It’s difficult to find a place for uncertainty. As a teacher, one often has to act more certain than one is. I don’t mean that one pretends to know things one doesn’t know, or states things as fact that are open to question. (I do that sometimes without meaning to do so; the words slip out of me, and I catch them.) Rather, one has to present the material in a coherent manner, and that often involves simplifications. I often walk out of class asking myself questions about the lesson I just presented or about statements I made. It is good to do this, if I then have time to think through those questions and read carefully. Often there’s insufficient time; I have to rush to the next class, correct hundreds of homework assignments, attend meetings, and catch up with paperwork.

So the time left in the day for thinking is scarce, and one must take good care to guard it. It is all too easy to get into an online discussion or argument where neither side is looking to be enriched and where little ultimately gets said. It is easy, also, to sound wiser than one is when in an ephemeral setting—to be a vanishing frog croaking over a vanishing marsh. How much effort I have put, at times, into blog comments that were later forgotten (as far as I know) by all involved!

Also, it is not just a matter of thinking over what one has said. One must read a great deal (of carefully chosen books) in order to think well. The books that help me think better are those with discernment and wit; those that go far beyond the slipshod; those that jolt me wisely, not cheaply; those that hold beauty. I have commented recently on one such book; I have more thoughts about it but will let them work in my mind. Other books have been on my mind too. In order to read such books, one must set aside protected time for them.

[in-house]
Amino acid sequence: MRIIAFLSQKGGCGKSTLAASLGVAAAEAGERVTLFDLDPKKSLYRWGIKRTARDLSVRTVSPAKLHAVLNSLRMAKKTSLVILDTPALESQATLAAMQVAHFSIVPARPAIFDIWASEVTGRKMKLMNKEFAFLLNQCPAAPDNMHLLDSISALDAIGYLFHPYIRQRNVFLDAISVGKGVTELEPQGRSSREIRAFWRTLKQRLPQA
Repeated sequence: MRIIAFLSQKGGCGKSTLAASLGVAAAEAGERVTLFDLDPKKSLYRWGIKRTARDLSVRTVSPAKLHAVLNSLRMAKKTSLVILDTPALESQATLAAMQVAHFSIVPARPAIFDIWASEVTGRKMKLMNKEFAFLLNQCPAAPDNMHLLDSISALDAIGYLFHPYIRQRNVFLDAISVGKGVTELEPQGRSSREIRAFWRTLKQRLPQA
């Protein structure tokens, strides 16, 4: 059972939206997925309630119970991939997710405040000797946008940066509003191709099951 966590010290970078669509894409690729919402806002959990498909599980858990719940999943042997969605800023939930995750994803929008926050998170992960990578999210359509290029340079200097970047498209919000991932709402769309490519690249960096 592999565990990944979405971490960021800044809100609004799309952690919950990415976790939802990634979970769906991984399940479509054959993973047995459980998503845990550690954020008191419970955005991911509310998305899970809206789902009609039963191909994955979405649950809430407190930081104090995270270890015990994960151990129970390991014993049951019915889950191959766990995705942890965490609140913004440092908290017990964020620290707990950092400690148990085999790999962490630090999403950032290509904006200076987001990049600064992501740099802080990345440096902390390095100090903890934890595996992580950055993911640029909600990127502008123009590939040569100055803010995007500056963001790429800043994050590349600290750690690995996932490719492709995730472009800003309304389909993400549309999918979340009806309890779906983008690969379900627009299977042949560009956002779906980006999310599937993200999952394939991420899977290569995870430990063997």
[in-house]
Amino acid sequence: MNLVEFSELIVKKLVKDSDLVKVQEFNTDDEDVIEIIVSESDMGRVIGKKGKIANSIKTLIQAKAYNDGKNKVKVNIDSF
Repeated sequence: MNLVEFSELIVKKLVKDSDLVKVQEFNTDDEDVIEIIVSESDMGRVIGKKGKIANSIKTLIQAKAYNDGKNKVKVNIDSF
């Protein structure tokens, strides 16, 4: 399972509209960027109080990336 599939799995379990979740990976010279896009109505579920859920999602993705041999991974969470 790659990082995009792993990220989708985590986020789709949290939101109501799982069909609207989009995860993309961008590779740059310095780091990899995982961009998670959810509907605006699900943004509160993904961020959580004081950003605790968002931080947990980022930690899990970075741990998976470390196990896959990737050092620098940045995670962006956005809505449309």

I speak in terms of protection because interruptions and temptations are many. In particular, one is tempted (or I have been tempted) to seek the “quick fix” of blogging and other online writing. I don’t take this to extremes—and I put thought into what I do post online—yet I know the satisfaction of getting responses (however few), including those that don’t challenge me. In subtle ways one can shortchange one’s intellectual life for a short-lived kick, a sense that one’s words reach someone. I want to do more than reach someone. I want to get to the bone of things worth saying—and say them in that bony yet graceful way. I want to say it in a book, because then it’s less likely to be read in a rush. (People do read books for quick “takeaways,” but it’s possible to make clear that your book is not of that sort.)

That’s the other side of it. At some point uncertainty must come to an end; one must lay out that sentence. That must not happen too soon, but it must happen. If holds back for fear of saying something incorrect or incomplete, then the fools (including one’s own internal fools) will have their way. Blaise Pascal said, “Yes; but you must wager. It is not optional. You are embarked.”  This applies to the writer as it does to to the person choosing whether or not to believe in God. One must say something, if that is what one has set out to do. But learning when to say it and when to hold back–learning how long to work on something before putting it forward–takes staunchness, vigilance, and a strong sense of measure.